BEIJING (Reuters) - A Chinese court rules on Thursday whether to award damages to a man who spent a year in a labour camp for an online joke about now disgraced leader Bo Xilai, although experts say compensation, if given, is likely to be low to avoid a flood of new grievances.
Fang Hong, a blogger and former forestry official, said he is demanding 367,000 yuan for psychological suffering after being sentenced in 2011 to a year of re-education in a labour camp at the height of Bo’s campaign against organised crime in the city of Chongqing, where he was Communist Party boss.
“Although there is no precedent for this in China, if you want to rule the country according to the law ... how else can you provide compensation aside from with money?” Fang said in a telephone interview this week.
His conviction was overturned last year, a few months after Bo was sacked under a cloud of lurid tales of corruption and his wife’s murder of a British businessman.
Bo’s time in office was marked by popular social projects but also a crackdown on crime overseen by his then police chief Wang Lijun, which won him many fans but also accusations of heavy-handedness and serious miscarriages of justice.
Fang was sentenced for posting a scatological poem mocking Bo and Wang for their abuse of the city’s justice system, an egregious example critics say of how Bo stifled dissent.
Fang said he was “not necessarily hopeful” that the court would offer him the full amount, but that he expected some money for damages, based on regulations that allow for meagre daily compensation rates for loss of freedom in such cases.
Joshua Rosenzweig, a Hong-Kong-based independent human rights researcher, said the risk of emboldening victims of similar cases made the prospect of a large sum being awarded slim.
“I think it is reasonable to expect that the government might impose some limits on compensation claims to keep a control on the flood gates that might open,” Rosenzweig said.
There are no hard and fast figures on the number of cases of legal redress, but more are expected to emerge as Bo’s downfall is cemented by his own trial and likely conviction. He was last seen in public last March and is being held in custody.
One prominent lawyer, Chen Youxi, has said over 700 people were convicted as part of Bo’s anti-crime gang campaign, including over 70 who were executed.
Hu Cheng, a veteran petitioner who blames Wang Lijun for months of illegal detention after his home was seized by a politically connected developer in Chongqing’s Beibei district, said people implicated in Bo’s campaign are waiting for his conviction.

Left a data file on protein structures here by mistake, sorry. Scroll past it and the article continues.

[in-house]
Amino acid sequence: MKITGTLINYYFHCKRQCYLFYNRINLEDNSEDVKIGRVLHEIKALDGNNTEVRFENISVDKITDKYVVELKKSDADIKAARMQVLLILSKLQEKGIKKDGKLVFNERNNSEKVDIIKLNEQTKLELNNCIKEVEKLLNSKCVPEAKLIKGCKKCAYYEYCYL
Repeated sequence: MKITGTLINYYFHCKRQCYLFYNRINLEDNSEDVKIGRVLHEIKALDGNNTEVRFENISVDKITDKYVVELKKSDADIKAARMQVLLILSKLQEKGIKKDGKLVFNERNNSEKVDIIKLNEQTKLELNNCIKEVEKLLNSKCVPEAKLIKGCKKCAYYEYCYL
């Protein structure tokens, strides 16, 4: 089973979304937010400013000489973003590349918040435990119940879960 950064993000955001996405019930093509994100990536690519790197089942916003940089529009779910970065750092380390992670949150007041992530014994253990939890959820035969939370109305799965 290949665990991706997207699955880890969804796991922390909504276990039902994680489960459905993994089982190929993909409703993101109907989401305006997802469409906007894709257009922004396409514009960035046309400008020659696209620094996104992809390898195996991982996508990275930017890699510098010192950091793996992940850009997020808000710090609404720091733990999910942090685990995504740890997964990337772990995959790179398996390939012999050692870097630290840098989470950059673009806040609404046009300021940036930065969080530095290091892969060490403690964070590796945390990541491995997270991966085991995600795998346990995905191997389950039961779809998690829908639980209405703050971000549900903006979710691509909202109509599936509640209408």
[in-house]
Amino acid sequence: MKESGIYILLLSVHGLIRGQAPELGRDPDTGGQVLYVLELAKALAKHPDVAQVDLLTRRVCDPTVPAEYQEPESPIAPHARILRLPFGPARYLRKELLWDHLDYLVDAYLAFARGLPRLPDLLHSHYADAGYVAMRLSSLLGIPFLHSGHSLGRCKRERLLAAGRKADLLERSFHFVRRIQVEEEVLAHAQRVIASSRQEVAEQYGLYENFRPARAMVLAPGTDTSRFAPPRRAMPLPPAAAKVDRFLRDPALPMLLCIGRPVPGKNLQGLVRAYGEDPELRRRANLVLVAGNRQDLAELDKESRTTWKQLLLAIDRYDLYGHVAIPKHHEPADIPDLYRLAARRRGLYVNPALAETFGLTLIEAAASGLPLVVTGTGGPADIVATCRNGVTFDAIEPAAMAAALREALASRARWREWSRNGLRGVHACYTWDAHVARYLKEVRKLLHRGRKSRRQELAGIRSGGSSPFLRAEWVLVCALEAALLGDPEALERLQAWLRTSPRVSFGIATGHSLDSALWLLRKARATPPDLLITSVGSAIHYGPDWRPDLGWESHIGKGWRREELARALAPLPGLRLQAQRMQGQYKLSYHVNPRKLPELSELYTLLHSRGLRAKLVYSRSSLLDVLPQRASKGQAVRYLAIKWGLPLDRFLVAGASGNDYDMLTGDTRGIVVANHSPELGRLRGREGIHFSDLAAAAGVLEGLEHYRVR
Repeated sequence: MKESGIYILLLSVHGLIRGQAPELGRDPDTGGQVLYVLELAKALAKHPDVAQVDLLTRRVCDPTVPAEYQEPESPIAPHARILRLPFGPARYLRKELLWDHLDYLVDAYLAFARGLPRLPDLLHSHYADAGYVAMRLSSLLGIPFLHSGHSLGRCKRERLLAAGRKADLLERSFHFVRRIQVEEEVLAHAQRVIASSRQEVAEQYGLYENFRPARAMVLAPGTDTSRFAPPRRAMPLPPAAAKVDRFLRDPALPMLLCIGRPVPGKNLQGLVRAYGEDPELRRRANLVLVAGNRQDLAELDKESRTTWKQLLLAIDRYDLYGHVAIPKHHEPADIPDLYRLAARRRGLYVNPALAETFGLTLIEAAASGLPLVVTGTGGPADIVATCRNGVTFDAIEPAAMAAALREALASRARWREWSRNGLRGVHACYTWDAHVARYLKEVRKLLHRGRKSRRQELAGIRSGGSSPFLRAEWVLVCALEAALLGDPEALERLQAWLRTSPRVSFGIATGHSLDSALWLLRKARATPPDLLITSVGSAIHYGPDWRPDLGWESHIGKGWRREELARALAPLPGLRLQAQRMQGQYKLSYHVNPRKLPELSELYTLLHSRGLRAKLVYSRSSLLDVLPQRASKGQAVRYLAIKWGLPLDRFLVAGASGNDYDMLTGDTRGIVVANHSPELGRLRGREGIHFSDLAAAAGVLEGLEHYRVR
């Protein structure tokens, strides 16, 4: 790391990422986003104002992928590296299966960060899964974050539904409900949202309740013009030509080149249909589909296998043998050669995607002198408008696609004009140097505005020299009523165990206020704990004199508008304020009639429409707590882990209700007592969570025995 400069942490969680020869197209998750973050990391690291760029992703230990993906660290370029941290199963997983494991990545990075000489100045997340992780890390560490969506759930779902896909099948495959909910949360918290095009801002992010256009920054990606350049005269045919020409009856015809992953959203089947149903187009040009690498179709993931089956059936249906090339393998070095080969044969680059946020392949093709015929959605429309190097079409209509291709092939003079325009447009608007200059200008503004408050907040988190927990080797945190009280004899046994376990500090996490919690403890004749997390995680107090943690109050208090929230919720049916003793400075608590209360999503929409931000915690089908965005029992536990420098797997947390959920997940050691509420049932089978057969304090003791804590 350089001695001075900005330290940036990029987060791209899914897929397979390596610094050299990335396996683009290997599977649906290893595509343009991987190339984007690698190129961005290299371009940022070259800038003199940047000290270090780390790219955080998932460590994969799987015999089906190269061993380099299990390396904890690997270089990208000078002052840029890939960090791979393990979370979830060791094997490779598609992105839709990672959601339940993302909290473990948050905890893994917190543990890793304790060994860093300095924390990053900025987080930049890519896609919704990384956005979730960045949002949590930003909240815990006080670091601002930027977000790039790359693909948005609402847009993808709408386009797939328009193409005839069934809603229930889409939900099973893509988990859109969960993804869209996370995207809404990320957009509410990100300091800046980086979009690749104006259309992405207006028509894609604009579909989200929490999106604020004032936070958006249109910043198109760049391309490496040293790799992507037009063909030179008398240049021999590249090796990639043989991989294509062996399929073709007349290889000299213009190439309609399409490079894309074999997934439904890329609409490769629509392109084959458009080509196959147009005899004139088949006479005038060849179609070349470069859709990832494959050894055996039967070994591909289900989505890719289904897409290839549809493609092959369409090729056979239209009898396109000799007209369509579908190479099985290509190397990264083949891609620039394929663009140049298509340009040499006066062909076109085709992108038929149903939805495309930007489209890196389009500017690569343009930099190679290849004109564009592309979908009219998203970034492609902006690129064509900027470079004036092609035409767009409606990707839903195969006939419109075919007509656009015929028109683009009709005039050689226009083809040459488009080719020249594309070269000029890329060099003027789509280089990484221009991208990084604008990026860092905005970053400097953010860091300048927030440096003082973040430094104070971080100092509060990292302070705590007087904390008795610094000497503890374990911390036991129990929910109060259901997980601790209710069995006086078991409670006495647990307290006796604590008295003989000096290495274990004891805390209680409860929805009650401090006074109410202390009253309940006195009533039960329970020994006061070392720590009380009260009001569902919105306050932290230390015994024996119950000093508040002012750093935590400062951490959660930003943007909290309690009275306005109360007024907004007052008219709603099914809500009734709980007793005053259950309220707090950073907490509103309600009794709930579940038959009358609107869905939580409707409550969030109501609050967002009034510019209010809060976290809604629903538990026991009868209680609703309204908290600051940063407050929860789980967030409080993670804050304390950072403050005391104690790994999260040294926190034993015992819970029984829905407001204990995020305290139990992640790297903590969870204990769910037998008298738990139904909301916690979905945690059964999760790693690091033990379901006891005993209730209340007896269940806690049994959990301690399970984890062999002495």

“Once they are convinced it is safe, they will come back and demand compensation. It will take years to sort out,” Hu told Reuters in Beijing.
Bo, 63, was widely seen as pursuing a powerful spot on the ruling Communist Party’s elite inner core before his career unravelled after Wang fled to a U.S. consulate for more than 24 hours last February and alleged that Bo’s wife, Gu Kailai, had murdered British businessman Neil Heywood.
Gu and Wang have both since been convicted and jailed.
Fang’s case, magnified by the high-profile Bo scandal, also has been used by lawyers and activists in a recent surge of calls for reform to China’s re-education through labour system.
The system, in place since 1957, empowers police to sentence petty criminals to up to four years’ confinement without going through the courts. China’s domestic security head Meng Jianzhu said earlier this month reforms were a priority.
As China’s new leaders prepare to take up the reins of state power at the annual meeting of parliament in March, they are likely to face an outcry if attempts to address the claims of wrongful convictions in Chongqing are not perceived as swift and just.
“Re-examining and correcting these cases of miscarriages of justice and informing the people in a timely manner is absolutely necessary for restoring judicial authority and public confidence,” said Tong Zhiwei, a law professor at the East China University of Political Science and Law in Shanghai.
“If these cases aren’t handled well, then the people won’t have any confidence in the system,” he said. (Additional reporting by Lucy Hornby; Editing by Ben Blanchard and Raju Gopalakrishnan)